Environment clearance not required for Distilleries planning to produce up to 50% more ethanol
The environment ministry has decided to waive green clearance requirements for distilleries planning to produce up to 50% more ethanol than their nameplate capacity without increasing pollution.
The decision will enable sugar mills to divert more raw material towards producing ethanol this season, helping them fight sugar supply glut and provide more ethanol for blending with petrol without having to wait for green clearances, which could have taken six months to a year and, in many cases, forced units to miss the opportunity of additional ethanol output this sugar year.
“I’m happy that sugar industry is responding positively to the initiative of central government to encourage ethanol blending as it provides opportunity to diversify and also aids in increasing farmers’ income,” environment minister Prakash Javadekar told.
The country’s sugar industry is facing a glut this season, prompting the government to enhance sugar export subsidy and permit mills to use sugar, sugarcane juice and B-heavy molasses to produce ethanol, which oil marketing companies can buy. Mills could earlier use only C-molasses, which contain comparatively less sugar.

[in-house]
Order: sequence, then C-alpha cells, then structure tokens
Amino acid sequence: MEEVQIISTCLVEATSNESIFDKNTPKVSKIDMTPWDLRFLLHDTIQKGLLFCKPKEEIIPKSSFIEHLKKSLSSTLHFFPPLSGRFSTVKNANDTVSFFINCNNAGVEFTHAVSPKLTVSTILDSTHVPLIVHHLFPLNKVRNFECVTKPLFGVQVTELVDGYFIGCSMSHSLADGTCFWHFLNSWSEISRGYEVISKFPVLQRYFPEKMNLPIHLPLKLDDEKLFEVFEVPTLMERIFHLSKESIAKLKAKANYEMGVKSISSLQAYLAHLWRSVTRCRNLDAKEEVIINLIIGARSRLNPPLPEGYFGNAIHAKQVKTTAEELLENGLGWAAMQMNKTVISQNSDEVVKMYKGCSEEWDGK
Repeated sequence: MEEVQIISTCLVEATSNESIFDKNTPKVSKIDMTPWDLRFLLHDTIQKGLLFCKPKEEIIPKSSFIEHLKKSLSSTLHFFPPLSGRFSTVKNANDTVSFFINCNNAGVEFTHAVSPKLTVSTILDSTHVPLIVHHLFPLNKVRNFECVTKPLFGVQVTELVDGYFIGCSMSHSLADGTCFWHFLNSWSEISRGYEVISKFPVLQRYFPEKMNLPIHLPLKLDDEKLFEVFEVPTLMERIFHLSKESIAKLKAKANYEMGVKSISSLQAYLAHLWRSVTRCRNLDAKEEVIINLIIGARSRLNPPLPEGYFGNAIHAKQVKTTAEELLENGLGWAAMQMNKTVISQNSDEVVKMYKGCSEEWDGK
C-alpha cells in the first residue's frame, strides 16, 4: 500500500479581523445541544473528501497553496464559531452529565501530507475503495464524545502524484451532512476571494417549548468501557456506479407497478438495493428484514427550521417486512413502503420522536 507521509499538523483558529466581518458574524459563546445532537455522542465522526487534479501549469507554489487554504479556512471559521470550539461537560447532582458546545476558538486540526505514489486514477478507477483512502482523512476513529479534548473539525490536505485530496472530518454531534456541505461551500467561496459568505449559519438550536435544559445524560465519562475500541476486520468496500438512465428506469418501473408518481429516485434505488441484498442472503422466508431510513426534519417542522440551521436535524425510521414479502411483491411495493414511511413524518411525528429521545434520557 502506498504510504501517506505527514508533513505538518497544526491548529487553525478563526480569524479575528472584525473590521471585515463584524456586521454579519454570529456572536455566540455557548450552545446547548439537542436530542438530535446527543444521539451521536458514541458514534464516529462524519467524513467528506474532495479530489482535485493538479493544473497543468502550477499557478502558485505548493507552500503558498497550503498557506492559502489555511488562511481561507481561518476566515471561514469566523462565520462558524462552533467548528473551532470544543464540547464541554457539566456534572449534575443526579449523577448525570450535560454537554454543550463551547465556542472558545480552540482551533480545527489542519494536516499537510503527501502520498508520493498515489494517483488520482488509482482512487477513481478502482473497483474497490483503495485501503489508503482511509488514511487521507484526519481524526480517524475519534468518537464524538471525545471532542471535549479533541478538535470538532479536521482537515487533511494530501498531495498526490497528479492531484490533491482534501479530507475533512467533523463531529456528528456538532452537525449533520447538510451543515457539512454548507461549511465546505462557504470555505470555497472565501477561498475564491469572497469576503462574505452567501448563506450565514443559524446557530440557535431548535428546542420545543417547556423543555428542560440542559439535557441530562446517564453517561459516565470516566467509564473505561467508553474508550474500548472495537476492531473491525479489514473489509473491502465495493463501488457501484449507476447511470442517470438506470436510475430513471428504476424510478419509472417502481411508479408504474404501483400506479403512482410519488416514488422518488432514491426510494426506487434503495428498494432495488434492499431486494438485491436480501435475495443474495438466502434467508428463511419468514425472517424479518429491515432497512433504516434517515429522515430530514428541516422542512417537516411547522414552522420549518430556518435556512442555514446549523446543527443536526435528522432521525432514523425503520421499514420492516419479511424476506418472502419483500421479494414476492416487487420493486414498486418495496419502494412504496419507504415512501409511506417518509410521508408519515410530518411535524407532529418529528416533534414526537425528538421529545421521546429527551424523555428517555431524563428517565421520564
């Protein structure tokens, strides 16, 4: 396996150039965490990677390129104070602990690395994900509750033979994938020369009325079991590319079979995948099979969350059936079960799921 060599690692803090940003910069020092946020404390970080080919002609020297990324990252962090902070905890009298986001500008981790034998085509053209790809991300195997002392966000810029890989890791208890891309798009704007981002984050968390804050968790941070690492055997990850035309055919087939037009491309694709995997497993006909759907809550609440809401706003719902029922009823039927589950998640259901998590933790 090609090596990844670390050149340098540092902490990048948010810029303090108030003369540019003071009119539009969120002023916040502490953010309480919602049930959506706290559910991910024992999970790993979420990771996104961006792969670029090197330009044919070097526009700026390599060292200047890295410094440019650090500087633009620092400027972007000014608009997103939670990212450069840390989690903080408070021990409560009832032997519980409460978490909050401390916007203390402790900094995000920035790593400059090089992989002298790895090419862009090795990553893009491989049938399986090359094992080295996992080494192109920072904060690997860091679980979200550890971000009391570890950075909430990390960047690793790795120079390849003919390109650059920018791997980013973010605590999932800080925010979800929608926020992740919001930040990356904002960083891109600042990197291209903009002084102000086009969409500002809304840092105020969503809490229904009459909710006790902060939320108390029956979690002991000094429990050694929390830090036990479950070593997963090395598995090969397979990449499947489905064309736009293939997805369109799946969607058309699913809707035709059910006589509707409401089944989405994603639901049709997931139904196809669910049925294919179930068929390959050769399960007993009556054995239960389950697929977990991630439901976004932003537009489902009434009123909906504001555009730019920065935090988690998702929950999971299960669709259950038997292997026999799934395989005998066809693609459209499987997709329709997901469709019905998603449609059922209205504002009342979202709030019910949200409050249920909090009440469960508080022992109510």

With the use of sugarcane juice and B-heavy molasses, the distilleries are able to produce more ethanol with the same quantum of raw material. But a production that’s higher than the nameplate capacity created a new challenge for mills – the need for a new green clearance.
For capacity expansion, distilleries must obtain environment clearances, which involve public hearing and environment impact assessment and can take up to a year. By waiving off such requirements, the government is aiming to make it easier for industry without hurting the environment.
“Distilleries are not adding any new machinery and equipment. By just switching to richer raw material like sugar cane juice and B-heavy molasses, the same distillery is able to produce more ethanol,” said Avinash Verma, director general of Indian Sugar Mills Association (ISMA), which had been urging the government to waive green clearances requirements.
“The effluent produced in the process is the same or less, and so there is no incremental impact on environment,” said Verma, adding that if there was no additional pollution, then there should be no need to seek a new green clearance.
Mandatory green clearance could have meant distilleries would miss the opportunity to produce more ethanol this year and, therefore, the chance to meet the target of supplying 1.63 billion litres of ethanol to oil marketing companies. About 40% of the total is to be produced using B-heavy molasses and sugar cane juice, Verma said.
“If we have to use sugarcane juice for ethanol, we have to do it only in the crushing season, as the juice can‘t be preserved for more than a day. The crushing season will end by February in Maharashtra and April in Uttar Pradesh,” he said.